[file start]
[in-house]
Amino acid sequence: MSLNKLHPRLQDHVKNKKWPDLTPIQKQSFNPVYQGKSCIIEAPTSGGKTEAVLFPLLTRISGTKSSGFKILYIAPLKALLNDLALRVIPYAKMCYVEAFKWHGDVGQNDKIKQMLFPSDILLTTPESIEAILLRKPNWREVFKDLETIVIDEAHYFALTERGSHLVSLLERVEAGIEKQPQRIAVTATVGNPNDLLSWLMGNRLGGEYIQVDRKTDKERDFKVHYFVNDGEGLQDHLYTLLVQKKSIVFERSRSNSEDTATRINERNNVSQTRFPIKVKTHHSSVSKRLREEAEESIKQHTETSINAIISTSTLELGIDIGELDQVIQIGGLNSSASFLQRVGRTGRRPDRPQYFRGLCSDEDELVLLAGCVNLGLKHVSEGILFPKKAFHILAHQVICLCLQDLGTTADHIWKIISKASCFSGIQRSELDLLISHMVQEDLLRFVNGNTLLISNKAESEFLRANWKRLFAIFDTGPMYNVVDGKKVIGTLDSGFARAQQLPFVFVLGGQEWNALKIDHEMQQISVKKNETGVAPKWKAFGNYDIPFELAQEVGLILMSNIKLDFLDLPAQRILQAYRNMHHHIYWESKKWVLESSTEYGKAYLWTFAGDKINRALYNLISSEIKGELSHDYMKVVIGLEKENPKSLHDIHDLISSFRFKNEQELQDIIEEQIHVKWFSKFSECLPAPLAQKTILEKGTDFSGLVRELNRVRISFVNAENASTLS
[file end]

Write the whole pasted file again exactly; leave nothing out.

[in-house]
Amino acid sequence: MSLNKLHPRLQDHVKNKKWPDLTPIQKQSFNPVYQGKSCIIEAPTSGGKTEAVLFPLLTRISGTKSSGFKILYIAPLKALLNDLALRVIPYAKMCYVEAFKWHGDVGQNDKIKQMLFPSDILLTTPESIEAILLRKPNWREVFKDLETIVIDEAHYFALTERGSHLVSLLERVEAGIEKQPQRIAVTATVGNPNDLLSWLMGNRLGGEYIQVDRKTDKERDFKVHYFVNDGEGLQDHLYTLLVQKKSIVFERSRSNSEDTATRINERNNVSQTRFPIKVKTHHSSVSKRLREEAEESIKQHTETSINAIISTSTLELGIDIGELDQVIQIGGLNSSASFLQRVGRTGRRPDRPQYFRGLCSDEDELVLLAGCVNLGLKHVSEGILFPKKAFHILAHQVICLCLQDLGTTADHIWKIISKASCFSGIQRSELDLLISHMVQEDLLRFVNGNTLLISNKAESEFLRANWKRLFAIFDTGPMYNVVDGKKVIGTLDSGFARAQQLPFVFVLGGQEWNALKIDHEMQQISVKKNETGVAPKWKAFGNYDIPFELAQEVGLILMSNIKLDFLDLPAQRILQAYRNMHHHIYWESKKWVLESSTEYGKAYLWTFAGDKINRALYNLISSEIKGELSHDYMKVVIGLEKENPKSLHDIHDLISSFRFKNEQELQDIIEEQIHVKWFSKFSECLPAPLAQKTILEKGTDFSGLVRELNRVRISFVNAENASTLS